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I have a Windows 7 image I created using WDS that works great. However I'd like to put this image on a PC, run updates and add some software, and then capture it again for use in the future. I can deploy the image to a machine without a problem, but it activates the copy of windows.

Isn't there a way to use the skiprearm parameter to tell it not to activate windows when I sysprep it again? I'm kind of confused how it works even after reading about it.

Do I need to deploy the image as it is, then make the updates/changes, then sysprep and capture again? Where does skiprearm come into play? During sysprep?

(Or should I just move to MDT, I've heard it's a lot easier and better =D )

Thank you!

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Is there a reason in particular that you don't want activation to occur? Skiprearm is used to ensure that you don't burn up your two rearm attempts while configuring your image with multiple syspreps. It does NOT pause activation. By design, Windows 7 is configured to automatically attempt activation when it online. If it is not able to activate, it will give you a system tray notification for 30 days before it is locked out and needs to be activated/rearmed.

If you don't want your install to try to automatically activate with Microsoft, I would suggest sysprepping the image with the KMS client key (Windows 7 Enterprise has this key loaded by default). This key will look for a KMS server, and if it's not there, the machine will not activate.

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To clarify, if you DO have KMS, then you should still do it this way. KMS counts cannot be used for license counts, because computers continuously check in. As long as you have a license that covers development (i.e. Technet or MSDN) the development machine does not count against your enterprise license count and can be safely activated (and re-activated). –  newmanth Jul 21 '11 at 16:44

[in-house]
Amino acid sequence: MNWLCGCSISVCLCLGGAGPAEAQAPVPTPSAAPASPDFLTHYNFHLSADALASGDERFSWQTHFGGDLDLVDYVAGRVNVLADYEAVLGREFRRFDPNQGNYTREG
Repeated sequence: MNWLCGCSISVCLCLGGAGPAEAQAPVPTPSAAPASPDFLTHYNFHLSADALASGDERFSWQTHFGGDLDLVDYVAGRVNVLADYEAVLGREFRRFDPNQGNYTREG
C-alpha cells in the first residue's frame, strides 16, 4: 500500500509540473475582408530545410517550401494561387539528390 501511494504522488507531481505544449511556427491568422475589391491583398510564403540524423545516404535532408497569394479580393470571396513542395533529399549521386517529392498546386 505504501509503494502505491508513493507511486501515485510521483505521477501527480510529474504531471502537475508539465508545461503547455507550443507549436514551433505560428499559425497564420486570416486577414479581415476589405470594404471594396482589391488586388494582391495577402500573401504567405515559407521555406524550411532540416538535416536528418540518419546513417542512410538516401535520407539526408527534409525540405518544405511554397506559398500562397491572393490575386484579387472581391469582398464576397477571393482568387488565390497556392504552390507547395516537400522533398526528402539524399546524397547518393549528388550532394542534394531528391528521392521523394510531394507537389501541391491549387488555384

I have a MAK, but not a KMS client key. I think I worded my problem wrong, I want to make sure I DON'T use any rearm attempts while configuring this image and sysprepping it. –  drpcken Jul 21 '11 at 16:47
    
So skiprearm just resets the number of syspreps I can do on an image? So I'll need to do it before capturing my final image right? –  drpcken Jul 21 '11 at 17:04
    
Yes, be sure to skiprearm when sysprepping to ensure you don't use your rearm attempts, including your final sysprep. There is no limit to the number of syspreps you can do (though I have heard anecdotally that the image starts getting weird if you sysprep too many times). I normally keep a clean image that has been syspreped maybe one or two times to do further work on. In my original answer, I included a hyperlink in the term "KMS client key" that takes you to the Technet page with all of the KMS client keys (sorry, ServerFault uses a weird color scheme that makes hyperlinks hard to see) –  newmanth Jul 21 '11 at 17:11

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